The Student News Site of Tarrant County College

The Collegian

The Student News Site of Tarrant County College

The Collegian

The Student News Site of Tarrant County College

The Collegian

NW art professor displays portraits on campus

By Bethany Peterson/nw news editor

One of NW Campus’ longest-serving professors is using the newest art display area to exhibit his blend of old and new art techniques.

Art professor Eduardo Aguilar’s work will be on display until March 12 in the Art Space in the Walsh Library during normal library hours.

“When I first started doing portraits in grammar school for others, usually gratis, they would give me a snapshot, and I would make a life-size portrait of the head,” Aguilar said.

Throughout his art career, he has continued to create portraits.

“I really enjoy capturing the human image,” he said.

Aguilar’s grandmother is the subject of the middle portrait in the exhibit, La Abuela Mere, that he did while completing his master’s degree. He first drew the portrait in graphite, then painted over it with acrylic washes so the graphite would show through.

“It was on my mother’s living room wall for 25 years,” Aguilar said. “When she died, I brought it home.”

La Abuela Mere is the oldest piece in the new Art Space.

Creating the Art Space has been an idea for a long time, said Sandra McCurdy, director of library services on NW Campus.

“Art and libraries go hand in hand,” she said.

The idea started taking form last semester when art associate professor Winter Rusiloski put one of her paintings up in the library.

“It was really casual,” she said. “I just hung a piece up.”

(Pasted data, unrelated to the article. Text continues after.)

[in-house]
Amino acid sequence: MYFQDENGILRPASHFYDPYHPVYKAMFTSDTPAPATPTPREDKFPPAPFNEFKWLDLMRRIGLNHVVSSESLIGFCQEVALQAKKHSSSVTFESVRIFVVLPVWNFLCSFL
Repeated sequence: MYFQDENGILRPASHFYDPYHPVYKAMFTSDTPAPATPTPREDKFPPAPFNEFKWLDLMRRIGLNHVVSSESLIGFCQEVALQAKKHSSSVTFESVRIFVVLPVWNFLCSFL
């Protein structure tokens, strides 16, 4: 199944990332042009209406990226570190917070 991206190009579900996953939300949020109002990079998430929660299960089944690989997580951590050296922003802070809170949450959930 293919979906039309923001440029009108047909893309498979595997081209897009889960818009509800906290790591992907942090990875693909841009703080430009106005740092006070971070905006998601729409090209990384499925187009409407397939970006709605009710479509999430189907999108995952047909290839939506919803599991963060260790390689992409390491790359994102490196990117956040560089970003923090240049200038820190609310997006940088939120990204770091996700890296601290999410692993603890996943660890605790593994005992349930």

From there, things just fell into place, McCurdy said. Shorter shelving to make the work more visible from all parts of the library became available from South Campus. A request to repaint a part of the wall a better color for displaying artwork got fulfilled.

And the art faculty responded to Rusiloski’s request for volunteers to fill the space.

Besides Rusiloski, Heidi Lingamfelter and Malone Samuels have also put artwork up over the summer and earlier this semester.

“It is intended to be a space only for faculty work,” Rusiloski said.

Since guest artists’ pieces usually fill the Lakeview Gallery, faculty work is not seen as often, Rusiloski said.

“It’s fun,” Aguilar said. “[The Art Space is] a small space, so it’s not a lot of work.”

Aguilar started working for TCC when NW Campus opened in 1976. Since then, much has changed including introducing new methods to his creation of art. In 2004-5, he received a faculty professional development leave.

“I was going to learn how to work with technology in creating new media,” Aguilar said.

During his leave, he created a photo portrait of an old friend, Blandina Cardenas, who had just become president of the University of Texas-Pan American.

Soon afterward, he created a portrait of Dr. Leonardo de la Garza, TCC’s previous chancellor. Creating the portrait required a lot of computer work. Aguilar took many photographs of de la Garza and the background from different angles and heights.

“I took all these photographs and loaded them into Photoshop and joined them all together to create a life-size portrait,” Aguilar said. “All in all, I believe I joined 11 different views to create the life-size work.”

He printed the final result on the media department’s giant printer. The two printed portraits are part of his series of Texas Latino college presidents.

So far, the Art Space is off to a good start, McCurdy said.

“The displays have been fantastic,” she said.

Donate to The Collegian

Your donation will support the student journalists of Tarrant County College. Your contribution will allow us to purchase equipment and cover our annual website hosting costs.

More to Discover
Donate to The Collegian